- Analysis: Rift between Turnbull and Morrison
- Analysis: The dangers exposed by sacking
- Comment: Robert off duty? Tell him he's dreaming
Malcolm Turnbull's government has been rocked by the loss of a third minister in as many months, an imminent reshuffle caused by that crisis, and a slew of resignations. But the emergency deck-clearing, coupled with a still strong lead in the polls and a possible breakthrough on Senate voting reform may yet clear the way for an early double-dissolution election.
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Tensions develop between Turnbull and Morrison
Prime minister Malcolm Turnbull and his treasurer Scott Morrison have differing views on tax reform resulting in a tense relationship developing.
While Labor remains hostile and a deal with the Greens and independent senator Nick Xenophon is not yet sealed, government hopes are high that a change to scrap block voting, which would spell the end to a plethora of micro-parties, is close.
That would mean an early double-dissolution election could be held - most likely over union corruption - without the risk of an even more unmanageable Senate than is in place now.
The Prime Minister succumbed to a week of ferocious opposition pressure on Friday, sacking his besieged Human Services minister, Stuart Robert, for breaching ministerial rules relating to conflict of interest.
He was found to have behaved in a way that was "inconsistent" with the ministerial standards - or code of conduct - by accompanying his friend Paul Marks, a millionaire businessman and Liberal Party donor, to a contract signing ceremony and related functions in China in 2014.
In the course of an investigation ordered by Mr Turnbull, Mr Robert revealed he had become aware that shares in Metallum Holdings, a company in which Mr Marks was also a shareholder, had been allocated to his trustee before the visit.
Mr Robert recognised that this connection would create the impression that at the time he went to Beijing he had something personally to gain from the Nimrod Resources project, Mr Turnbull said in a statement.
"As a result, Mr Robert has asked me not to consider him in the pending reshuffle of the ministry," Mr Turnbull said in a short statement.
His departure, which follows the Christmas resignation of Cities Minister Jamie Briggs and the standing down of Special Minister of State Mal Brough, has added to an atmosphere of disintegration. This week also saw the resignations of longstanding stalwarts of the Coalition frontbench, Warren Truss and Andrew Robb.
Mr Truss was replaced on Thursday evening as Nationals leader and therefore Deputy Prime Minister by his own former Nationals deputy, Barnaby Joyce.
His elevation, regarded as a potential risk factor for Mr Turnbull after the dull but steady management of Mr Truss, immediately saw an embarrassing contradiction when Mr Joyce fronted morning television to declare that Mr Robert had done nothing wrong.
That was despite a sub-committee of cabinet determining - the previous night - that the minister had to go.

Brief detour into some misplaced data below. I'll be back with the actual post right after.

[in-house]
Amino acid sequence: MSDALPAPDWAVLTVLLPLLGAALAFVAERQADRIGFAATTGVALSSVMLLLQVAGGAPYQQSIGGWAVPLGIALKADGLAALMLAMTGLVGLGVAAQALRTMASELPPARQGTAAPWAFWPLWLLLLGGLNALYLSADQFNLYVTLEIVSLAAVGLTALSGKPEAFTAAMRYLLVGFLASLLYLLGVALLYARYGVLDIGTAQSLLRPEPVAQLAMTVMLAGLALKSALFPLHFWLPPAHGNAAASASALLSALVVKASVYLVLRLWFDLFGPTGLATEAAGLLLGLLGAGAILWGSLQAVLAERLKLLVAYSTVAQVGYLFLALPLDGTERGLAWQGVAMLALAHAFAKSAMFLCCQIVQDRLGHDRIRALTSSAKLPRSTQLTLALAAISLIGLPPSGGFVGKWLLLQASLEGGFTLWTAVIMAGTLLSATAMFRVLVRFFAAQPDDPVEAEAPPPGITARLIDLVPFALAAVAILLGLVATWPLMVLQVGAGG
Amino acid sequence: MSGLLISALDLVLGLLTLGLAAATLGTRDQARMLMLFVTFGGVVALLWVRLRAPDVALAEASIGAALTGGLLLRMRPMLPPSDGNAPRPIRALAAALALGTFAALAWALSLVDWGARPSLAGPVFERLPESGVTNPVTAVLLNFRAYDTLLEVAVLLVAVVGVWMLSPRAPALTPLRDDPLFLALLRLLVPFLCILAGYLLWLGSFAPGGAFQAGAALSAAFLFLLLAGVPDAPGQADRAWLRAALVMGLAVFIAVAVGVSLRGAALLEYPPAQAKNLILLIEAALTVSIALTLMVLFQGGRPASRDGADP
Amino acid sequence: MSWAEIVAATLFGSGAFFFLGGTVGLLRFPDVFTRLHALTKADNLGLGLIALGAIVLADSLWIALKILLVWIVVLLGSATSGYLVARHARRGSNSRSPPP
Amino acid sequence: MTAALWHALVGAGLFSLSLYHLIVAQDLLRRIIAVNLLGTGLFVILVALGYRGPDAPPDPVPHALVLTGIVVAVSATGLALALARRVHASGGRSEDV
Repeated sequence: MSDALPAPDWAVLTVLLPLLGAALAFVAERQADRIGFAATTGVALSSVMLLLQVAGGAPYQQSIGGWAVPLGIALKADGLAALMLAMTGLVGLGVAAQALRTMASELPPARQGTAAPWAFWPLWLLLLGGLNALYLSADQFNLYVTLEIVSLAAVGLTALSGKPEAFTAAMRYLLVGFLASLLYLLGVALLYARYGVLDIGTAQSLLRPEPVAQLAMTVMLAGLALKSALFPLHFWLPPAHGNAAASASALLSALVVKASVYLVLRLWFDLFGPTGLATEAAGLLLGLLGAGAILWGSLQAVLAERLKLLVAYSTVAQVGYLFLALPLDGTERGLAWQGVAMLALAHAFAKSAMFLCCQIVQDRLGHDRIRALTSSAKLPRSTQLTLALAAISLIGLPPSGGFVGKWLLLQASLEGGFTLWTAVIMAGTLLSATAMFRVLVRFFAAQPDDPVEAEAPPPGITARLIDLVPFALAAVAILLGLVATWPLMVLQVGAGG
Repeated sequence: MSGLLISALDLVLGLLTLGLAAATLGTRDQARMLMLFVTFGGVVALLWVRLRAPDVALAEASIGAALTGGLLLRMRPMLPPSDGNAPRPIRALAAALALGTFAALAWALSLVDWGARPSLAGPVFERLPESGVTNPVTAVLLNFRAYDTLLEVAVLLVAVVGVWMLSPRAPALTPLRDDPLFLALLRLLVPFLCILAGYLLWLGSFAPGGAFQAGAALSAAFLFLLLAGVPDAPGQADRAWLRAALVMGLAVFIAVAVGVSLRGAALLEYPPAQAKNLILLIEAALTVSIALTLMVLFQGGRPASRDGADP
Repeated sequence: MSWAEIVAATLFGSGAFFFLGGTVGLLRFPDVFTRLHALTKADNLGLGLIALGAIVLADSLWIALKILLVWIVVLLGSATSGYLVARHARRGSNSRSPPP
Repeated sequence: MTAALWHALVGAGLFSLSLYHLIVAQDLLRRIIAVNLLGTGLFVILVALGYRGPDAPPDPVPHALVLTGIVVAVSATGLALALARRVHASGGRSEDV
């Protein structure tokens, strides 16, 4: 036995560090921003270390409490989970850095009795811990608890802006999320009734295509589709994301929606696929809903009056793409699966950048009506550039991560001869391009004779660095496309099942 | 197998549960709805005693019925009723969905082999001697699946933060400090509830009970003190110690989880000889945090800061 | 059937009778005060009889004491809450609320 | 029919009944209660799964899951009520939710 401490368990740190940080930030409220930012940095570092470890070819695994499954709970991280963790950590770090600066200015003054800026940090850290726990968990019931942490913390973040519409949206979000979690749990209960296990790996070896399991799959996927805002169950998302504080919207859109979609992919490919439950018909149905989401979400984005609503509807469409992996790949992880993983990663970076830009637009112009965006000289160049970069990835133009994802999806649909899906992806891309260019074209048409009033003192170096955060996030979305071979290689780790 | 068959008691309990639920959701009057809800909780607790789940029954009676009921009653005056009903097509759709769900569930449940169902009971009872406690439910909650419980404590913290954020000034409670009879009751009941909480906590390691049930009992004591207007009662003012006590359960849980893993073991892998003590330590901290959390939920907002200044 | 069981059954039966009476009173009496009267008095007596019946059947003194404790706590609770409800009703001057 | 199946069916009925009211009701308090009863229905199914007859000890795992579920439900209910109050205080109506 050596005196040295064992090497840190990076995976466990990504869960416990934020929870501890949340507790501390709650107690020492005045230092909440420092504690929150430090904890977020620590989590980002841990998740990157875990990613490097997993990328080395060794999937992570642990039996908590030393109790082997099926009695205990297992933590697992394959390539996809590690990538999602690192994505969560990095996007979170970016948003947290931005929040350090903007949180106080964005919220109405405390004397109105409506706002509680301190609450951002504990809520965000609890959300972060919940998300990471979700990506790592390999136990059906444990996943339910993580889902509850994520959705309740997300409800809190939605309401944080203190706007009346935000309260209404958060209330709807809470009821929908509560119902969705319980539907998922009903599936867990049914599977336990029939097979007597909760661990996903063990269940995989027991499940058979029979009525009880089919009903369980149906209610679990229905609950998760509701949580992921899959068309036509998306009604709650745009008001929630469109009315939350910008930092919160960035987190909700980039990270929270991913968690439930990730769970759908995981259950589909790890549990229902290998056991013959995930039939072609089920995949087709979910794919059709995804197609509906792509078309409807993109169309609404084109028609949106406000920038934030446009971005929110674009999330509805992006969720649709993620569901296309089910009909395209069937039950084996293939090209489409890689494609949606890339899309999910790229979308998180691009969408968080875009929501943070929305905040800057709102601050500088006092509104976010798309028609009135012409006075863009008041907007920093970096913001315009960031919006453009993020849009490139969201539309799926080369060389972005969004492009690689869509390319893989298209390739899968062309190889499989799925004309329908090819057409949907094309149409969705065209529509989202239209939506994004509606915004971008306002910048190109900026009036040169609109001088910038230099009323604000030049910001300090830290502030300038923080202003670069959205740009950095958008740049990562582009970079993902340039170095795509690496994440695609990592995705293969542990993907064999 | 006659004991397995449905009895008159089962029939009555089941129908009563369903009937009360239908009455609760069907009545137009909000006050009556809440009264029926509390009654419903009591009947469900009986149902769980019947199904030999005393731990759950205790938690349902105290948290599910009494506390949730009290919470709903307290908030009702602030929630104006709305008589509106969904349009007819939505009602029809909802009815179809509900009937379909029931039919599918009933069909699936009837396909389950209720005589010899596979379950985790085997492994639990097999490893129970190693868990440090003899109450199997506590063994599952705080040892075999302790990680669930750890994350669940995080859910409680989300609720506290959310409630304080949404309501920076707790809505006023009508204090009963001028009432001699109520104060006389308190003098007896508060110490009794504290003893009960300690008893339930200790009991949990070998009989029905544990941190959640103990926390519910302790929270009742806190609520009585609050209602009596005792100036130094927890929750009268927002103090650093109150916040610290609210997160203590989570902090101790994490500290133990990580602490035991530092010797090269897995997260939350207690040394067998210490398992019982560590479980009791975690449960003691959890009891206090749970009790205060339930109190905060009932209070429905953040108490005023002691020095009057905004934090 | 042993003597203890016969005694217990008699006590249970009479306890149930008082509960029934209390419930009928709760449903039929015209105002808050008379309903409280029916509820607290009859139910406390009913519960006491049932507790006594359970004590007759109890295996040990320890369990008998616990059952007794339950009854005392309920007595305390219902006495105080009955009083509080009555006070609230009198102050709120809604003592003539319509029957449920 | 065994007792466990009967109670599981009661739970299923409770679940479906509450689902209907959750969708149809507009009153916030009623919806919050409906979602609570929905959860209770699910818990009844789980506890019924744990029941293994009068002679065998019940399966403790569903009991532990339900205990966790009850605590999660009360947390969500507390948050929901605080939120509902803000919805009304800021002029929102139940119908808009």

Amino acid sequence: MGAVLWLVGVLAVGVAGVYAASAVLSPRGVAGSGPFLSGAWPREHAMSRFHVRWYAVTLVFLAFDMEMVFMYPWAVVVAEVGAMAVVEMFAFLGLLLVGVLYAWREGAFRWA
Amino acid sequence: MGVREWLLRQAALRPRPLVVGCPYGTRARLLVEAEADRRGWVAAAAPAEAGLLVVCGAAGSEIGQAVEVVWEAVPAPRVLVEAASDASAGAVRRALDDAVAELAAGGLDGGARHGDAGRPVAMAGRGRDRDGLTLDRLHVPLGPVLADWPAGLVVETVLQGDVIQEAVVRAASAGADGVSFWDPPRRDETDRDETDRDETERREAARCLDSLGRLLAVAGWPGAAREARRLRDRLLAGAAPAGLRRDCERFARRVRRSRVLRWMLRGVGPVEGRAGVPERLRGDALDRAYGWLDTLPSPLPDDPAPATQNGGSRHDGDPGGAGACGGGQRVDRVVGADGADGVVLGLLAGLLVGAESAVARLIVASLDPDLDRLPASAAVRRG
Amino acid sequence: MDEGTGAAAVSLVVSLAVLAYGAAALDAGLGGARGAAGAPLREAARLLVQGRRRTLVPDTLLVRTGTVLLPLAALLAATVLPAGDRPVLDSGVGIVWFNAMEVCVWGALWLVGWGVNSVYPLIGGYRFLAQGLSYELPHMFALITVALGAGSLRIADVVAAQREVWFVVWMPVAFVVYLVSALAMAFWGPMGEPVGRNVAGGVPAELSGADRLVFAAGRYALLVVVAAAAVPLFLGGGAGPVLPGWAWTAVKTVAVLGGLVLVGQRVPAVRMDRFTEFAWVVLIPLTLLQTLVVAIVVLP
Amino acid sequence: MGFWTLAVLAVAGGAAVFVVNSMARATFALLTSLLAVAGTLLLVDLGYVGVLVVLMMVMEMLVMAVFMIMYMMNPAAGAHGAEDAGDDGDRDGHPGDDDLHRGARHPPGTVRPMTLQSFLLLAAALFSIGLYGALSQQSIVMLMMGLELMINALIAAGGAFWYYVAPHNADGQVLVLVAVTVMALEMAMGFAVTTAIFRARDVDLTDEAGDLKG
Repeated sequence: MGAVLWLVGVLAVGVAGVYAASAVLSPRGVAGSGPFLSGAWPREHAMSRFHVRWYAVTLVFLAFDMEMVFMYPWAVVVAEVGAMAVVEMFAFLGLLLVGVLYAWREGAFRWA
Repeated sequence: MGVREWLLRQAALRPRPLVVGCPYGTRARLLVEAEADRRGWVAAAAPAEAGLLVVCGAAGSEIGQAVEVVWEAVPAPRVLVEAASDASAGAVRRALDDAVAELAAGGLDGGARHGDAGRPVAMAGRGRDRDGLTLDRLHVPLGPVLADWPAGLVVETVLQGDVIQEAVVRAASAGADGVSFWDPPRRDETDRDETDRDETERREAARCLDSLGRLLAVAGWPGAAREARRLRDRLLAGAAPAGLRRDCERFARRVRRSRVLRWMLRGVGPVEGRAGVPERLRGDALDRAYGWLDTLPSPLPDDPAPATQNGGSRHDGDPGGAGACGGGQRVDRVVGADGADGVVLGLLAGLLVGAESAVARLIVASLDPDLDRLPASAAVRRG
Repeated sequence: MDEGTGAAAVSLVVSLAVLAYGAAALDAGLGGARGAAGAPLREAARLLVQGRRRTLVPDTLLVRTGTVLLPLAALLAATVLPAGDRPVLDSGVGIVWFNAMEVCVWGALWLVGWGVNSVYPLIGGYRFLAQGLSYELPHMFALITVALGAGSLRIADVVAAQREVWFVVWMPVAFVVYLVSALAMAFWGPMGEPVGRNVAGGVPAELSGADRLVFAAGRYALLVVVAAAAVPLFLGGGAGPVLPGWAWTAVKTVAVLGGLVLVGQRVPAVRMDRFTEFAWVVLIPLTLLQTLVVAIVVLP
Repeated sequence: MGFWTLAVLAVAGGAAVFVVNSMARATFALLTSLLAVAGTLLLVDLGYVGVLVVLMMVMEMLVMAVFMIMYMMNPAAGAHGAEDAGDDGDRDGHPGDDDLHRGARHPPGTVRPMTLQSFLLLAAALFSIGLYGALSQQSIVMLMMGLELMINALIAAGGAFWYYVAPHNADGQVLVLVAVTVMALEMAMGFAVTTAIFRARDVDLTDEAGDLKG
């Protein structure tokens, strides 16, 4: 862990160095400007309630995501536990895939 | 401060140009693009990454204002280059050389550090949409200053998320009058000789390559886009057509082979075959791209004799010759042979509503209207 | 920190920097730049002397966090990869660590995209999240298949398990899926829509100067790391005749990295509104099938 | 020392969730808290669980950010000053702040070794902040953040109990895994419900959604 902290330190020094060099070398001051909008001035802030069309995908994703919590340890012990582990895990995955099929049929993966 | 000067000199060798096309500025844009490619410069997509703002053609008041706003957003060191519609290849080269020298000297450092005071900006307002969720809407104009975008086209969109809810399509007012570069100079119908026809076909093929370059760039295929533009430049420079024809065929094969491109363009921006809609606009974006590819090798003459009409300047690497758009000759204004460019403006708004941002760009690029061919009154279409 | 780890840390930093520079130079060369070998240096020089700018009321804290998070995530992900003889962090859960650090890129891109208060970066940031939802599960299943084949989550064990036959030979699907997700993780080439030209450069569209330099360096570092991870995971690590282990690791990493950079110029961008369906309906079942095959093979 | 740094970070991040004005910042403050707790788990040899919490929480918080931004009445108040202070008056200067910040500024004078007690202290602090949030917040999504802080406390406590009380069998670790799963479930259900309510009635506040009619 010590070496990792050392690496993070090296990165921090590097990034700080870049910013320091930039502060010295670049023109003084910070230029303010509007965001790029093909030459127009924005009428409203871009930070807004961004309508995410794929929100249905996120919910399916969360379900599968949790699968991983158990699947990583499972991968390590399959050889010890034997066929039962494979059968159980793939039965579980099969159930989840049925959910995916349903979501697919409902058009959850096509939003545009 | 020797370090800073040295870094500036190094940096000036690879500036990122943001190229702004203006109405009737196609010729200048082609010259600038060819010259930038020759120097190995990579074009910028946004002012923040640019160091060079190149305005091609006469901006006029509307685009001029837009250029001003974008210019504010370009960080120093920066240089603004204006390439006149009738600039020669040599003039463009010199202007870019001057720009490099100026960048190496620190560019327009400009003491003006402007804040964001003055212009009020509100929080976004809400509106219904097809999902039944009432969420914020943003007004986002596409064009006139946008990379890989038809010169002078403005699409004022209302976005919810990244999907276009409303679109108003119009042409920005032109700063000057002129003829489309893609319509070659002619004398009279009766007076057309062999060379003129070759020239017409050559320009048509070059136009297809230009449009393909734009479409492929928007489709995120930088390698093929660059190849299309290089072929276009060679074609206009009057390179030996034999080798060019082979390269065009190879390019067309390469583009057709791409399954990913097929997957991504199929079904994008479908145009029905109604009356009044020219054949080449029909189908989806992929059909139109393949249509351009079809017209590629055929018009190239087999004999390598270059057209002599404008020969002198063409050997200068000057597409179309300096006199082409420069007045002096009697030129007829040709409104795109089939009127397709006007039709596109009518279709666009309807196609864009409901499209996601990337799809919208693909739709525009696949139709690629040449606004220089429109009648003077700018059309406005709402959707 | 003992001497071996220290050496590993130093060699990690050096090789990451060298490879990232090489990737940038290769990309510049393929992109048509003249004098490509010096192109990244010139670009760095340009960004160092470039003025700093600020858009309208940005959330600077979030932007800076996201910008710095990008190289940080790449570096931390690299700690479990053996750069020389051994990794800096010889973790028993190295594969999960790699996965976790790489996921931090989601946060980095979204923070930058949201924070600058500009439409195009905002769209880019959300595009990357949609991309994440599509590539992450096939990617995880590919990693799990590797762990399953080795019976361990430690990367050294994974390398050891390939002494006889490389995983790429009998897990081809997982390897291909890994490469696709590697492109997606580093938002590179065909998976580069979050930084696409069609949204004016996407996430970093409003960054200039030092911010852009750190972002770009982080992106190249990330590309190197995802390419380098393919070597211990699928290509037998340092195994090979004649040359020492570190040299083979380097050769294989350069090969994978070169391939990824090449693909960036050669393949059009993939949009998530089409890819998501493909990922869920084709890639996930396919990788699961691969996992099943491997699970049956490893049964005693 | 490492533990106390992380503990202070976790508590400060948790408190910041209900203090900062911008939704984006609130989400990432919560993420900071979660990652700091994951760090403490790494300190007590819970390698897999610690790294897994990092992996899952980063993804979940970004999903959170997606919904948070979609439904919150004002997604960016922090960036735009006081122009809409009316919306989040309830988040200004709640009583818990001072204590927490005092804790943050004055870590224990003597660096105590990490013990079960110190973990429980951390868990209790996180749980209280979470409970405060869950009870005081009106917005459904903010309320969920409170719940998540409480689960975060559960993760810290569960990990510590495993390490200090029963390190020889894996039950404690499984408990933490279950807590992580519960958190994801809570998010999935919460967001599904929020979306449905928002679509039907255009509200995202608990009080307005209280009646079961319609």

In a further sign of disarray, it was Mr Joyce who later publicly confirmed Mr Robert's removal declaring that the evidence had pointed to his sacking, which he described as "goodnight Irene".
Flush with success after its week-long pursuit of Mr Robert, Labor leader Bill Shorten dared Mr Turnbull to join with Labor to support campaign finance reform, including much greater transparency for donations.
Mr Turnbull has begun the difficult task of designing the frontbench team he will take to the election whether early or at the expected time of August to November.
Among those tipped for promotion are Queensland Minister for International Development, Steven Ciobo, who is set for Mr Robb's former cabinet-level post of Trade, as well as Victoria backbencher Dan Tehan.
Mr Turnbull will also need to find a cabinet post for the new Nationals deputy leader, Fiona Nash - currently in the outer ministry in Rural Health.
The pressure to manage all of the competing demands will see the Cabinet expanded from 21 to 22 with the Nationals to get the extra spot. However, because of the requirement to manage regional balances, the new Nationals appointee will also need to hail from Queensland - thanks to the loss of Mr Truss. That means a choice between the little-known Keith Pitt and rookie senator Matt Canavan.
Mr Turnbull may also look to elevate others to the outer ministry, including the strongly performing Assistant Minister for Multicultural Affairs, Concetta Fierravanti-Wells from the party's NSW right faction.
Mr Robert's fate was sealed after it was reported on Monday that he had attended a mining deal between Nimrod Resources - run by Mr Marks - and the Chinese government-owned company Minmetals.
Despite saying he was in China in a "personal capacity", Mr Robert also took Nimrod executives into a meeting with a Chinese government minister.
Any decision to go to an early election would need to weigh up whether the Electoral Commission could make the necessary changes to conduct the election under new voting rules in time.
An early election would also put the two houses of Parliament out of sync, causing half of the senators' terms to be backdated to July 2015 and necessitating another half-Senate poll within two years.